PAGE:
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The poems Marius Amongst the Ruins of Carthage by Felicia Hemans (in The Edinburgh Magazine, 1821) and Marius at the Ruins of Carthage by Letitia Elizabeth Landon (in The Keepsake, 1833) both dwell on his state of exile there and his still rebellious spirit.
- C·MARIVS·C·F·C·N is how Marius was termed in official state inscriptions in Latin: "Gaius Marius, son of Gaius, grandson of Gaius".
- Marcus Marius was a few years younger than Gaius Marius. He was elected as praetor for 102 BC and later served his propraetorship as governor, like his brother, of Hispania Ulterior. The younger Marius, however, would never be able to attain the consulship, likely dying in the 90s BC.
- This is especially the case of Marius' characterisation in the narratives of both Sallust and Plutarch.
- Examples of this are the extortion and treason courts set up by Saturninus and Gaius Mamilius' Mamilian commission
- See both Sulla and Marius' purges of the city after they captured it under arms.
- Duncan, Mike (2017). The Storm before the Storm. New York: PublicAffairs. pp. 135–136. ISBN 978-1-5417-2403-7.
- Plutarch. Life of Marius. p. 27.5.
- Duncan 2017, p. 150.
- Duncan 2017, p. 81.
- Evans, Richard John (1995). Gaius Marius: A Political Biography (PDF) (DLitt et Phil thesis). University of South Africa. p. 28. Retrieved 8 June 2019.
- Hildinger, Erik (2002). "Chapter 5: The Jugurthine War". Swords Against the Senate: The Rise of the Roman Army. Rome: Da Capo Press. pp. 59. ISBN 0-306-81168-5.
To gain political advantage with the common people he later claimed to have risen from poverty, but actually his father had been some sort of local knight or noble and he held the Roman citizenship – it had been granted to Arpinum in 188. Far from being a mere son of the soil, as he'd later have the ignorant believe, Marius was a knight, and though his fortune must originally have been modest by the standards of the Roman aristocracy, it would not have been entirely negligible.
- Evans 1995, p. 175.
- Evans, Richard (2008). "Gaius Marius in Iberia and Gaul: Family Affairs and Provincial Clients". Acta Classica. 51: 78. JSTOR 24592657.
- Evans 1995, p. 179.
- Evans 1995, p. 180.
- Plutarch, (Lucius?) Mestrius. "Marius". The Parallel Lives. Loeb. p. 565.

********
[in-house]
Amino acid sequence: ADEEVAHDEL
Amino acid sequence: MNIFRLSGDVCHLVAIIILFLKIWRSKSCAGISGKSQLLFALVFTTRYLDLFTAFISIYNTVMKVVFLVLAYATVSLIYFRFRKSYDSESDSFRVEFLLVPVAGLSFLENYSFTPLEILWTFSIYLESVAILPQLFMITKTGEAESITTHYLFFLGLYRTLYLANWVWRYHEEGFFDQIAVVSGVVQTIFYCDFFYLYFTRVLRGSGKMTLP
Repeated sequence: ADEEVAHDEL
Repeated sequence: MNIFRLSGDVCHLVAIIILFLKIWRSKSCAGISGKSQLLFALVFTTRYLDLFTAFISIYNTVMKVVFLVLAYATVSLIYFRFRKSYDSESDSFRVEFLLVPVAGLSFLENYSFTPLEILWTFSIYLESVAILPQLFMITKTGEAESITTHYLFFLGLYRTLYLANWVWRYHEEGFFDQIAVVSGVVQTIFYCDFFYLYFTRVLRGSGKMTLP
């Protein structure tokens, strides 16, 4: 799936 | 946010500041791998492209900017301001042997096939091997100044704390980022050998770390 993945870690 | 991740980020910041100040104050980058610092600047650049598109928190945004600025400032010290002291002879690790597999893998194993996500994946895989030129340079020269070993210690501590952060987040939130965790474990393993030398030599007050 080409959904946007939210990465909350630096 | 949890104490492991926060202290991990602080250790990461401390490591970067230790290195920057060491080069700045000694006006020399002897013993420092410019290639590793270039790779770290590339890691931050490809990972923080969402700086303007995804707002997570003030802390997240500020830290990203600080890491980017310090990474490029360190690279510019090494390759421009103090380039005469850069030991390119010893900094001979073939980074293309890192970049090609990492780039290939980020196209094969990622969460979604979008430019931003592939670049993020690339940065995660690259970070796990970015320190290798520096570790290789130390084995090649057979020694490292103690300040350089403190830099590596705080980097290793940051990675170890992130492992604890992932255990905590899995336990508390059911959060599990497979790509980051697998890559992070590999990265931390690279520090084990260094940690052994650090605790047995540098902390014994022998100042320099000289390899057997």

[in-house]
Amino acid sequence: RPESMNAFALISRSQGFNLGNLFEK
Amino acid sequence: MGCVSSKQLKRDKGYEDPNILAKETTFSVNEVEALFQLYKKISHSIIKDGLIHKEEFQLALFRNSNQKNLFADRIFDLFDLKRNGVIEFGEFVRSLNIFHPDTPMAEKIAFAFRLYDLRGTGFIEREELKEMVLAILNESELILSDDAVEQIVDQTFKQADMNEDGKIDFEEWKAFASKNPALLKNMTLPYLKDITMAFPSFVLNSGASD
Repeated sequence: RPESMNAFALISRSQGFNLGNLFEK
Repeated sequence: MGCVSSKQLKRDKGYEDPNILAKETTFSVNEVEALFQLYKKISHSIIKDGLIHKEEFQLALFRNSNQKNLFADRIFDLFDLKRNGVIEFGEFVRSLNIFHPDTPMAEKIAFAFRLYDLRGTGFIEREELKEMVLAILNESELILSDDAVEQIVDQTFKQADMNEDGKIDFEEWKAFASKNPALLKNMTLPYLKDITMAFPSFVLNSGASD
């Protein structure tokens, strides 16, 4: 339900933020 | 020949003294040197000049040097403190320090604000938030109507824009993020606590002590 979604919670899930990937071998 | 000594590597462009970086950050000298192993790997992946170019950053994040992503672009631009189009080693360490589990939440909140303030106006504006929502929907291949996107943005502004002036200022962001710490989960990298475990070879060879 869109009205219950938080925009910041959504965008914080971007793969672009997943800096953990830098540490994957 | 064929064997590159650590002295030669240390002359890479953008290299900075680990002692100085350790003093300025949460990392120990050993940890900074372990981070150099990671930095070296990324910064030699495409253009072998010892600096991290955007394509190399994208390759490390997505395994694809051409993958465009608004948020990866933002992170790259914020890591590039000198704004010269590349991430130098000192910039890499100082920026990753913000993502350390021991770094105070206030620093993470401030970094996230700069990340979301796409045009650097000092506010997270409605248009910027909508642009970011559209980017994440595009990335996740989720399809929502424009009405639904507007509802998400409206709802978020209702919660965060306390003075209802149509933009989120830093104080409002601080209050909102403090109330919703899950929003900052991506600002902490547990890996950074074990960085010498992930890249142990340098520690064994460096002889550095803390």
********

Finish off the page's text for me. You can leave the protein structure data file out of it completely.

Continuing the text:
When, that is, he was quite young and living in the country, he had caught in his cloak a falling eagle's nest, which had seven young ones in it; at sight of this, his parents were amazed, and made enquiries of the seers, who told them that their son would be most illustrious of men, and was destined to receive the highest command and power seven times.
- Conti, Flavio (2003). A profile of ancient Rome. Los Angeles: Getty Publ. p. 210. ISBN 0892366974.
- Duncan 2017, p. 135.
- Duncan 2017, p. 82.
- Evans 1995, p. 33.
- "Plutarch, Life of Marius, 3".
- Duncan 2017, p. 85.
- Evans 1995, p. 60-61.
- Duncan 2017, p. 86.
- Evans 1995, p. 44-45.
- Evans 1995, p. 45.
- Evans 1995, p. 176.
- Evans 1995, p. 47.
- Duncan 2017, p. 87.
- Evans 1995, p. 57.
- Evans 1995, p. 53-54.
- Hazel, John (2002). Who's Who in the Roman World. Routledge. pp. 187. ISBN 0-415-29162-3.
[As tribune of the plebs] he threatened METELLUS Delmaticus for his opposition, thus earning the hostility of that family, which cost him the aedileship.
- Duncan 2017, p. 90.
- Duncan 2017, p. 91.
- Evans 1995, p. 59.
- Evans 1995, p. 209.
- Evans 2008, p. 80.
- Evans 1995, p. 69.
- Duncan 2017, p. 92.
- Evans 1995, p. 71.
- Evans 1995, p. 74.
- Duncan 2017, p. 89-90.
- Evans 1995, p. 74-75.
- Evans 1995, p. 75.
- Duncan 2017, p. 104.
- Evans 1995, p. 76.
- Sallust, Bellum Jugurthinum, 48-55.
- Duncan 2017, p. 108.
- Duncan 2017, p. 108-109.
- Sallust. Sallust, Florus, and Velleus Paterculus. Translated by John Selby Watson. George Bell and Sons.
Per idem tempus Uticae forte C.. Mario per hostias dis supplicanti magna atque mirabilia portendi haruspex dixerat: proinde quae animo agitabat, fretus dis ageret fortunam quam saepissiine experiretur, cuncta prospere eventura. At iilum iam antea consulatus ingens cu pido exagitabat, ad quern capiendum praeter vetustatem familiae alia omnia abunde erant industria probitas mili tiae magna scientia animus belli ingens domi modicus libidinis et divi tiarum victor tantum modo gloriae avidus.
- Duncan 2017, p. 109.
- Plutarch, Life of Marius, 7
- Duncan 2017, p. 110.
- Duncan 2017, p. 111.
- Evans 1995, p. 80.
- Evans 1995, p. 82.
- Duncan 2017, p. 112.
- Evans 1995, p. 85.
- Evans 1995, p. 90.
- Duncan 2017, p. 117.
- Duncan 2017, p. 113.
- Duncan 2017, p. 114.
- Duncan 2017, p. 118.
- Lynda Telford, Sulla: A Dictator Reconsidered, p.31.
- Mommsen, p.108; Lynda Telford, Sulla, A Dictator Reconsidered, p.31.
- Lynda Telford, Sulla A Dictator Reconsidered, p.32.
- Mommsen, p. 109; Lynda Telford, Sulla, A Dictator Reconsidered, p.33.
- Duncan 2017, p. 119.
- Duncan 2017, p. 122.
- Mommsen, p. 110